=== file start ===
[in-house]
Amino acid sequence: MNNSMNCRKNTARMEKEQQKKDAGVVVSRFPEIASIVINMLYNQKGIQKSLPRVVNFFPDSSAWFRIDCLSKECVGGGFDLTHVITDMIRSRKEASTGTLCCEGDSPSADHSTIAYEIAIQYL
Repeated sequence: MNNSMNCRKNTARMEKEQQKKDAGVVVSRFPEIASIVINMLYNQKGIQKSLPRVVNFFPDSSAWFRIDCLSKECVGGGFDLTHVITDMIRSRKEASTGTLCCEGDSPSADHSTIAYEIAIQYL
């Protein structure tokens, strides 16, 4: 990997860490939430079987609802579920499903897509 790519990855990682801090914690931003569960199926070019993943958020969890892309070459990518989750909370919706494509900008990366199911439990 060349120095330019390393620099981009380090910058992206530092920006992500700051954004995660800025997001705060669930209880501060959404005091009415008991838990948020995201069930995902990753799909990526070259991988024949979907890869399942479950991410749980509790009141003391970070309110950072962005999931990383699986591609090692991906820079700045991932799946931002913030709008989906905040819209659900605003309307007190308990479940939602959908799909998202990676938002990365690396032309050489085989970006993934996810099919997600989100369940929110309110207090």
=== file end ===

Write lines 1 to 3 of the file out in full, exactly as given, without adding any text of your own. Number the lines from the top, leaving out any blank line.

[in-house]
Amino acid sequence: MNNSMNCRKNTARMEKEQQKKDAGVVVSRFPEIASIVINMLYNQKGIQKSLPRVVNFFPDSSAWFRIDCLSKECVGGGFDLTHVITDMIRSRKEASTGTLCCEGDSPSADHSTIAYEIAIQYL
Repeated sequence: MNNSMNCRKNTARMEKEQQKKDAGVVVSRFPEIASIVINMLYNQKGIQKSLPRVVNFFPDSSAWFRIDCLSKECVGGGFDLTHVITDMIRSRKEASTGTLCCEGDSPSADHSTIAYEIAIQYL